We don’t have much guidance for high level Rolemaster play, but you could extropolate the Grand Campaign into a very high level adventure and much of the material in the Emer books could require high level PCs. I’ve commented elsewhere that one of the most common criticisms of Shadow World is that it’s a high level setting, and yet, no one seems to lean into that and play high level!

I’m going to explore this more in future posts but I wanted to get everyone thinking about this and perhaps offer your own comments. What do you think works or doesn’t work at higher level play?

Perhaps, after some examination, one appeal of the Rolemaster system is it’s useability at all player levels?

This post currently has 2 responses


Pilot RPG Playtest!

So this is a re-run of how I set up Navigator RPG. Today I have put the Pilot RPG draft up on DTRPG as a Pay What You Want download. You can grab it for free, and any money it does raise will go back into developing the game.–Playtest-Edition?affiliate_id=730903&src=RMB

I am a fan of putting things on public playtest, unlike RMu that has put behind a registration wall. The more eyes on the game the better, as far as I am concerned.

This game is covered by the OGL Open Game License. This means that you can grab it and hack it however you wish, and you can add community content. In this book, the Unarmed Attack Table and its condensed Claw Law were both community contributions, as was the Logo you can see on the cover (bottom left).

This is the Bare Metal Edition [BME] logo, which you can find on Github as a project. The idea is that all the rules, spells, monsters, items, etc. that I create as I iterate through genres will all feedback to a central public repository. In theory, anyone should be able to download the BME source files and build whatever they want.

This game builds on and extends Navigator RPG.

If you don’t have that game, you can grab it from DTRPG here:

In both these games there is a lot of content you will recognize, both as being rolemaster-esque, and as being straight from Rolemaster’s great grandparent D&D. All I did was follow the same process, going from the d20 source to the open-ended game mechanics that we know and love.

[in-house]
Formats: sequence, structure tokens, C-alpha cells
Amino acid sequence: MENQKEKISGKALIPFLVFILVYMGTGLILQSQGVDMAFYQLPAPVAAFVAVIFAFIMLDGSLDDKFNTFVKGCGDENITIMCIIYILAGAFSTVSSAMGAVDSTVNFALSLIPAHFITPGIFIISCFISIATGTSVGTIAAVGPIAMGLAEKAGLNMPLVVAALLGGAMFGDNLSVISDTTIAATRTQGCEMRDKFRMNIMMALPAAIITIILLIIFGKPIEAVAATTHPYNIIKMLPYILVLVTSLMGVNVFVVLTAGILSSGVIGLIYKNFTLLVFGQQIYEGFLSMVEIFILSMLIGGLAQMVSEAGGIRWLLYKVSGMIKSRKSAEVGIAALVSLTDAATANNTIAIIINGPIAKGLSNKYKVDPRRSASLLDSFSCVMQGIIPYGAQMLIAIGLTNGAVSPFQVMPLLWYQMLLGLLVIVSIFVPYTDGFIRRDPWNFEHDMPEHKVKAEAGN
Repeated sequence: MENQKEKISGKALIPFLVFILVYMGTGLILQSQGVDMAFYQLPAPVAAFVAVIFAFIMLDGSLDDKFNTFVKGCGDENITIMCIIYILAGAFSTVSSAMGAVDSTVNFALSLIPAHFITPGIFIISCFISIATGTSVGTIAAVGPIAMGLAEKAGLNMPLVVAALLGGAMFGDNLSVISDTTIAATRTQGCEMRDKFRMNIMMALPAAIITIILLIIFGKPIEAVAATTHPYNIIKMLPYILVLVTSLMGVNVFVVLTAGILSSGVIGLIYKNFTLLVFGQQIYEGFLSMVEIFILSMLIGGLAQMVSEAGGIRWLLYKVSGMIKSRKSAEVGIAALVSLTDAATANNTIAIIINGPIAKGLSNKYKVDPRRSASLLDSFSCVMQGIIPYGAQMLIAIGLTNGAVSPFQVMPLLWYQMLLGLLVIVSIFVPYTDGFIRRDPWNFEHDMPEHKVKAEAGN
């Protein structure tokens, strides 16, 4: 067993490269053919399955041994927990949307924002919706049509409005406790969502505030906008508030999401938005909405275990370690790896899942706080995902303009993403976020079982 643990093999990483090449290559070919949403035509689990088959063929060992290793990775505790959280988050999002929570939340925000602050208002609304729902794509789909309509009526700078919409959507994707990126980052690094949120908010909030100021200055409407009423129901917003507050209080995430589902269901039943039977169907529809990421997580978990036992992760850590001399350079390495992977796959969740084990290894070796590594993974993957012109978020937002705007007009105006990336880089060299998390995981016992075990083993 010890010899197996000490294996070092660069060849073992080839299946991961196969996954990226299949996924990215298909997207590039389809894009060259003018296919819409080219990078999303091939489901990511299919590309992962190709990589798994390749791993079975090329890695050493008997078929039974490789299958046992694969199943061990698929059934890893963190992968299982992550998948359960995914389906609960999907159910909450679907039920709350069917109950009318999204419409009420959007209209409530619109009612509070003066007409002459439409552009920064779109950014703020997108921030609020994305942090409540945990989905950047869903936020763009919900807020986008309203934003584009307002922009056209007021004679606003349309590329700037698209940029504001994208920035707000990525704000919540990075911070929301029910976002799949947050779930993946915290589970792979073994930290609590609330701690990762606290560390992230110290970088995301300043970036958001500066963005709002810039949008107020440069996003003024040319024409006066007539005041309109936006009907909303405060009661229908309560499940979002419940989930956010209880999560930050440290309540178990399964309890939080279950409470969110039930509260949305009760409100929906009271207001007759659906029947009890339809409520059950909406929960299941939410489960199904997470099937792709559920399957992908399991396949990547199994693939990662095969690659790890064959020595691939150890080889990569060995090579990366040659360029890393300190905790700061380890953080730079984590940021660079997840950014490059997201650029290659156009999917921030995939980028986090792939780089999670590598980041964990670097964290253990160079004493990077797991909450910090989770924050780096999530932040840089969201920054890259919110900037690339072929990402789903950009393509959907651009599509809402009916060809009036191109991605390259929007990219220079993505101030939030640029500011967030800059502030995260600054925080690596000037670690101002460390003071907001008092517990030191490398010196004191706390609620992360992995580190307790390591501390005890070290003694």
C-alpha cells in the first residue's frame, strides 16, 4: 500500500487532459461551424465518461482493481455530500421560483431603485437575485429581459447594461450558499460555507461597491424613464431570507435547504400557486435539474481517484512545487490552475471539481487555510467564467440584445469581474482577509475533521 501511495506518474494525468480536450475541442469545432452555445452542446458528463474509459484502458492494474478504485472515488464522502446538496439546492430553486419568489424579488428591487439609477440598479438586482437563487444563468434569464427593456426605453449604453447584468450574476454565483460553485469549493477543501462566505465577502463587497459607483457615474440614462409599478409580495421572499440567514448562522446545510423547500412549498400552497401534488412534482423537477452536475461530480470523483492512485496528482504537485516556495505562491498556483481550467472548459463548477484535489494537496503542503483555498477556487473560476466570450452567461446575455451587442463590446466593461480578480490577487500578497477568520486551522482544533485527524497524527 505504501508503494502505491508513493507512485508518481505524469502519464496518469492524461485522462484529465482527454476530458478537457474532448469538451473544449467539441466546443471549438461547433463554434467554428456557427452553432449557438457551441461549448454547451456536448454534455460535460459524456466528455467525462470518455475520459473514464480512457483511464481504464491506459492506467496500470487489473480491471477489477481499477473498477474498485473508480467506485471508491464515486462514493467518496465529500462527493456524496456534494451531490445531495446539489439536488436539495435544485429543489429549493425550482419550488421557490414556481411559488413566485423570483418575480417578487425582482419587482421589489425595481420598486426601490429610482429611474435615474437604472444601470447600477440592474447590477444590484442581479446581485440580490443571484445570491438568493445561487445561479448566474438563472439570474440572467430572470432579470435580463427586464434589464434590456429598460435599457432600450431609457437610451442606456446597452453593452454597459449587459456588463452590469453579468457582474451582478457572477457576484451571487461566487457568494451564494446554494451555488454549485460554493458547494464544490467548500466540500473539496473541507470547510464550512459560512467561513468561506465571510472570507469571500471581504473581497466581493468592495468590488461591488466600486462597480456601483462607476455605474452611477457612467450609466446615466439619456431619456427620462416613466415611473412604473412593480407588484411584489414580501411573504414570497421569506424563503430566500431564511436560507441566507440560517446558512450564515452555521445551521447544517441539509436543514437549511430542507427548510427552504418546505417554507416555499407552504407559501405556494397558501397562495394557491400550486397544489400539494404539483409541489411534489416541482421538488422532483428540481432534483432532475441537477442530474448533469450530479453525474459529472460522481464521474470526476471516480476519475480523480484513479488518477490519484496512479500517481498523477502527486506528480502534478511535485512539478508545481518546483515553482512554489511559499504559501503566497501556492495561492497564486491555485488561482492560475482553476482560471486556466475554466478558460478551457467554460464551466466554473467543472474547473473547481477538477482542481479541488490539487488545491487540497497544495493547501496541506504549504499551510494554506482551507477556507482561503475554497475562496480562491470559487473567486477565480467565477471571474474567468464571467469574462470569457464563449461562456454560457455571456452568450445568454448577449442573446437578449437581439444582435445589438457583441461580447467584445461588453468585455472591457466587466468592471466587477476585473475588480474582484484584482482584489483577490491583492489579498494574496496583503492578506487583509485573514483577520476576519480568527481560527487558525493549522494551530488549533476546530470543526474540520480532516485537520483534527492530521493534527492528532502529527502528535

I you look at the screenshot above (from Pilot RPG) you will recognize the skill cost progression, and the numbered paragraph structure. I wanted to keep the numbered paragraphs because they make drop-in house rules incredibly easy to share. You just replace one paragraph 7.3 with a new 7.3 and everything else remains the same.

If nothing else, these OGL versions of the game mean that should ICE go bust again, there is a free alternative version of the game, now both fantasy and science fiction, that will live on, and one that anyone can write adventures for and companion material.


It is unfortunate, but all titles that are released on DTRPG for free or Pay What You Want get hoovered up en masse. They are then bulk rated at 2* or if you are lucky 3*. These star ratings are then used by the site as a ranking metric.

If you download either or both games, if you get an automated email prompting you to rate your purchase, please could you give it a half decent rating just to offset the trolls?

This post currently has 5 responses


Pilot RPG Update#2

I am pleased to say that I have finished the monsters, or at least I have finished the core monsters. There are some OGL monsters that I would like to include, but they are most definitely bells and whistles and not a requirement.

As I was doing the conversion, I noticed that Pilot monsters have OBs on a par with RM monsters, but they tend to have lower DBs and #hits. Essentially, they hit hard, but they are much easier to put down, a bit of a glass jaw.

My first reaction was to fix that, but upon reflection, I want to leave it. It will be much easier to adapt the thousands of OSR adventures to Pilot RPG than it would be to convert them to RMu.

It gives a Pilot RPG character a more heroic feel, and you can put more creatures down with #hits even if you cannot roll a decent critical to save your own skin.

OSR adventures tend to use larger numbers of monsters, and the way they have converted over means that you are likely to be able to use those encounters as written.

The other thing I have done is get stuck into the treasure tables. I have converted over 10 or so today and I have another 13 pages to go. The changes are minimal, converting each +1s to a +5 and so on. Things that were doing a d6 of fire damage become an A fire critical, etc. These are minor tweaks to each item.

That is thirteen pages of items and then a big block of random encounter tables for each biome. Then, I need to finish off the missing attack tables.